Fitness

How to condition your legs to run further

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Make those last few miles of a long run less painful with our tips for strengthening two key running components…
Written by Howard CalvertPublished on
Often, runners concentrate on racking up the miles at the expense of all other training. At some point, your body will scream “no more!” and protest by breaking down with a knee, calf, or ankle-based injury, side-lining you for weeks or even months. But with the right steps you can build up your legs’ strength and carry yourself further on your runs.
All of which would certainly come in handy ahead of the Wings for Life App Run on Sunday, May 3, 2020, which will see runners across the UK raising vital funds for the Wings for Life Foundation, as they try and outrun a virtual Catcher Car via an app on their phone (sign up here!). So if you truly want to bulletproof your lower limbs for a test of pure distance, this is the one to sign up for.
Without further ado, here are the pointers you need...

1. Always stretch

A simple one to start, but one often neglected by runners. Stretching your calves and quads is key to building leg strength for running. “The idea is to improve movement of the ankle and knee joints before running,” says Pat Gillham, specialist musculoskeletal physiotherapist at Pure Sports Medicine. “This will help prevent over-loading of the joints by the repetitive nature of running.” Gillham also advises doing stretches before you run will give increased range of movements to the joints.
Calves can be stretched off a step and quads by holding your heel to your bum while standing or kneeling. Stretches should be held for 60 seconds at a time, and Gillham advises doing stretches before you run, “but not to the point of complete muscle fatigue otherwise your muscles won't be able to cope with running,” he adds.

2. Use a foam roller

Many runners see the foam roller as an instrument of torture, designed to reduce grown adults to tears. But, says Gillham, using a foam roller is key for helping your legs run further. “A foam roller can be the perfect way to give yourself soft-tissue release instead of, or in addition to, stretching.” And if you are going to target one area? Go for the outer hip. A Pulseroll vibrating roller is a good place to start.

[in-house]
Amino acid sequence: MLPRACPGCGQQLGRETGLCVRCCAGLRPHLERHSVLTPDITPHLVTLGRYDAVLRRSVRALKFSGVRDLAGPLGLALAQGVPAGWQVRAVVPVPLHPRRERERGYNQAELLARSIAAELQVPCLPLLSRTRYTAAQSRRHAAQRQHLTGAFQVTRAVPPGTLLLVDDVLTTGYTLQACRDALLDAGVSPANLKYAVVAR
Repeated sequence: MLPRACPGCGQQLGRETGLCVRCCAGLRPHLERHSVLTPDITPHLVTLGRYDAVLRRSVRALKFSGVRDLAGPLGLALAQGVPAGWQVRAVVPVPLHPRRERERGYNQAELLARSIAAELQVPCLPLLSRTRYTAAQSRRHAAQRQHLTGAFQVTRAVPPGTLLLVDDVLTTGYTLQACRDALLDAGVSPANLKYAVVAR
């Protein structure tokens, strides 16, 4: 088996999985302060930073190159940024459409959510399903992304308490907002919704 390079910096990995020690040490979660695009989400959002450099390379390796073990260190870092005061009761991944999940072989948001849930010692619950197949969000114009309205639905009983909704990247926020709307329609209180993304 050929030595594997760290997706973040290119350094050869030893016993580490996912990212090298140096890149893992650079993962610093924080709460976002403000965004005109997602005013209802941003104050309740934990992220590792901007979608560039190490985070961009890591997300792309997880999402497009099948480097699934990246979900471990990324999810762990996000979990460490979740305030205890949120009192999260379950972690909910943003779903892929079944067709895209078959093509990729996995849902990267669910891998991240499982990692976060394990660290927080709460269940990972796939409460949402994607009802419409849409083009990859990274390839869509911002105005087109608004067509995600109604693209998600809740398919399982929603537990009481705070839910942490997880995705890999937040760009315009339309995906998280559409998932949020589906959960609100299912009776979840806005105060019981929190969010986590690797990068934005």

3. Choose the right shoes and socks

Another simple tip, but one that can easily be overlooked when you enter a running shop and your mind becomes overwhelmed at the sheer size of the selection on offer. Most reputable running shops now have treadmills in store, where staff can watch you run, check your gait and suggest appropriate shoes. And Brooks and Saucony even have their own proprietary analysis systems. Also, consider compression socks, too. “They can reduce irritation to the fascia in your calves by reducing vibrations that come from the landing,” says Gillham.

4. Increase your leg-strength work

Gillham stresses the importance of building your legs’ strength through regular gym work. "Single-leg deadlifts/single-leg bridges/high step-ups/single-leg heel raises [seated and standing]/side planks – all these exercises are great for adding to your workout to increase your legs’ power," he says. “High reps are ideal, until fatigue with or without weight. This type of programme should be done ideally three to four times per week for a duration of six to eight weeks to see any benefit.”
Below are two exercises you can easily incorporate into your weekly strength and conditioning programme, or just do at home when you have five minutes...

5. Romanian deadlifts

“Your average Joe tends to ignore muscles they can't see,” says Richard Tidmarsh, strength and conditioning coach and founder of Reach Fitness. “Your hamstrings are key for running performance and they are hiding at the back of your legs and so are often ignored. Romanian deadlifts will strengthen your posterior chain, making you a more powerful and effective athlete.”

6. Monster walks

“Most people's glutes retired themselves from active duty years ago,” says Tidmarsh. “This is the modern-day curse of a desk job. But to be a good runner and to avoid injury, you need your glutes to fire up. The elastic bands you see in a gym that nobody ever uses? They’re your friend. Every training session, strap a band around your thighs, settle into a half squat and then walk side to side with little steps. It's called a monster walk for a reason; you should feel your glutes on fire. This will prime them ready to work when you are running.”

7. Get plenty of rest

And finally, what everyone wants to hear. “Put your feet up,” says Tidmarsh. “Runners often become obsessed with mileage. The more you do the better, right? Wrong. Running puts a huge amount of stress on your body’s major joints, particularly if you are out pounding the streets. So learn to take a rest, and focus on the quality of your training rather than the quantity. Space out your training runs throughout the week, have weekly sports massages and try to use running tracks or trails rather than roads, as the surface is more forgiving.”
To recap...
  • Always stretch
  • Use a foam roller
  • Choose the right shoes and socks
  • Increase your leg-strength work
  • Do Romanian Deadlifts
  • Try Monster walks
  • Get plenty of rest